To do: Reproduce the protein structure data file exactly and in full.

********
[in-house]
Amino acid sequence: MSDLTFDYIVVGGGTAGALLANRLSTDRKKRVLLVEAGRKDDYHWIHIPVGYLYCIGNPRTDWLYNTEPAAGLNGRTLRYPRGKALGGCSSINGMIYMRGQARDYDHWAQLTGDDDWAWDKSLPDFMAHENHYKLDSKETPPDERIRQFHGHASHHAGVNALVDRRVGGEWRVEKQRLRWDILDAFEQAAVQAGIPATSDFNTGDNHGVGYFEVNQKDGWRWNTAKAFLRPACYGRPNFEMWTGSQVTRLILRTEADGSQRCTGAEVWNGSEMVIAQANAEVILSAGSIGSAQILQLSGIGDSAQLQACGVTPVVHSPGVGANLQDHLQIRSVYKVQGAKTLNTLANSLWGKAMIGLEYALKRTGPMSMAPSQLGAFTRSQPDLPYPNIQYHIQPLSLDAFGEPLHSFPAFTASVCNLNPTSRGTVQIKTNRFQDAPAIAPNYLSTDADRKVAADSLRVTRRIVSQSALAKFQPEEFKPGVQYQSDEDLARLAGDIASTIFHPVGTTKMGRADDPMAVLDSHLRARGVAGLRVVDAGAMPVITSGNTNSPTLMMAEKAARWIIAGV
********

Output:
[in-house]
Amino acid sequence: MSDLTFDYIVVGGGTAGALLANRLSTDRKKRVLLVEAGRKDDYHWIHIPVGYLYCIGNPRTDWLYNTEPAAGLNGRTLRYPRGKALGGCSSINGMIYMRGQARDYDHWAQLTGDDDWAWDKSLPDFMAHENHYKLDSKETPPDERIRQFHGHASHHAGVNALVDRRVGGEWRVEKQRLRWDILDAFEQAAVQAGIPATSDFNTGDNHGVGYFEVNQKDGWRWNTAKAFLRPACYGRPNFEMWTGSQVTRLILRTEADGSQRCTGAEVWNGSEMVIAQANAEVILSAGSIGSAQILQLSGIGDSAQLQACGVTPVVHSPGVGANLQDHLQIRSVYKVQGAKTLNTLANSLWGKAMIGLEYALKRTGPMSMAPSQLGAFTRSQPDLPYPNIQYHIQPLSLDAFGEPLHSFPAFTASVCNLNPTSRGTVQIKTNRFQDAPAIAPNYLSTDADRKVAADSLRVTRRIVSQSALAKFQPEEFKPGVQYQSDEDLARLAGDIASTIFHPVGTTKMGRADDPMAVLDSHLRARGVAGLRVVDAGAMPVITSGNTNSPTLMMAEKAARWIIAGV